Live Up To Your Fullest Potential By Saying No


Saying No A few weeks ago, I was at a Student Organization Fair on my college campus to represent one of the clubs I’m involved with. Around me, the student ballroom was crowded with tables, posters, people, and noise. Every table had representatives handing out flyers and making sales pitches in an effort to grab the attention of the students meandering through the room, promising them great experiences, community, and resume material.

It was exhausting.

Maybe, like me, you're one of those people who wishes you could help everyone who asks, and when you can't, you beat yourself up about being a failure (a bad friend, mother, sister, student, etc..). Sound familiar?

It seems that invitations to help, volunteer, attend events, contribute to clubs, and join ministries all come at the same time and in the middle of my busiest seasons. Maybe you feel that way too. If so, I’d like to encourage you to not feel overwhelmed, because you simply can't commit to everything. It's not healthy - not for your body, mind or your faith.

It's okay to say no sometimes. Seriously. The world won't end. Your friends will still love you. You won't fail.

Breathe. Let go of those expectations of being super woman. Don't believe the lie that you need to do everything. The fact is, we’re all human beings with limited time, emotions, mental energy, and resources. The key is to harness these valuable, limited resources in the most efficient and Godly way possible. To make each minute count.

As followers of Christ, we are often called to do more than we think we can handle. This forces us to rely on His strength and move forward in faith that the Lord will multiply our small, limited resources to become enough. But, even the apostles recognized that we are called to much, but not to everything.

“In those days, as the number of the disciples was multiplying, there arose a complaint by the Hellenistic Jews against the Hebraic Jews that their widows were being overlooked in the daily distribution. Then the Twelve summoned the whole company of the disciples and said, It would not be right for us to give up preaching about God to wait on tables. Therefore, brothers, select from among you seven men of good reputation, full of the Spirit and wisdom, whom we can appoint to this duty. But we will devote ourselves to prayer and to the teaching ministry.” -Acts 6:1-4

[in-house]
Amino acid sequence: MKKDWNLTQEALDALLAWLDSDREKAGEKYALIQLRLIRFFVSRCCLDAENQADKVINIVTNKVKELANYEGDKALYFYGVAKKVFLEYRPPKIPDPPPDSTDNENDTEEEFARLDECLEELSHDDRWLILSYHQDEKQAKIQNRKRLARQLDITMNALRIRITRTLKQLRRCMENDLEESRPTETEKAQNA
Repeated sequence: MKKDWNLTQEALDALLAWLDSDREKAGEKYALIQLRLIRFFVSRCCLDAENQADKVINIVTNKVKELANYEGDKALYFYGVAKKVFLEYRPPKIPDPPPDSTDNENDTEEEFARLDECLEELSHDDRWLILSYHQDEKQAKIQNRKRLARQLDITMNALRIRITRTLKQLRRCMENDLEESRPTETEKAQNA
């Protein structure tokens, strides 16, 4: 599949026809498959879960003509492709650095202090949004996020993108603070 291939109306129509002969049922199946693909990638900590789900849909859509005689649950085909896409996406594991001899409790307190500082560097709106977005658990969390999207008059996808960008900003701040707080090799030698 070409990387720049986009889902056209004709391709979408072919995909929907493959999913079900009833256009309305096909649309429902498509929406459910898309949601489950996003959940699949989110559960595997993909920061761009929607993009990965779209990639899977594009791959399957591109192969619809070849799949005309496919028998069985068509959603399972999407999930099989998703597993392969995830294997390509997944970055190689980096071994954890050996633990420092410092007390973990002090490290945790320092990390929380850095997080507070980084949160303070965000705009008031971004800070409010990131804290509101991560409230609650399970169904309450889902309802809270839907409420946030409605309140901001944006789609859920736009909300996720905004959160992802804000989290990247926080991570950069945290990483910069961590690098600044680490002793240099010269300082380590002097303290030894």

The apostles weren’t demeaning the necessity of serving widows – they were simply recognizing that their primary calling as Apostles was to dedicate their time to preaching and evangelism. If they were to take on the task of making sure all the widows got their allotments of food, that responsibility would take away time from their primary callings.

The solution? Find people whose primary callings were to serve the widows.

That’s the beautiful thing about the Church – God oversees and orchestrates every aspect of the world. He can raise up workers. He has a role written and casted for every single person on this Earth.

You must only focus on what He has called YOU to do.

I once heard it put this way: The good is the enemy of the best. Just like a plant with too many buds cannot possibly sustain all of them, so too are we if we’re overloaded with commitments. Some of the buds might have to die to divert the energy so other buds can flourish.

Take some time to pray and ask God what it is He wants you to do at this time; it may be a little or a lot. But once you have that, do not allow yourself to be stressed out or pressured by any other requests for time and help that you simply cannot give. Know your calling and excel in it.

Rest in the fact that God is enough; that your calling is enough. He is not expecting you to be the answer to everyone and everything. He can and will raise up other helpers.

Stay focused and relax. You are not alone.


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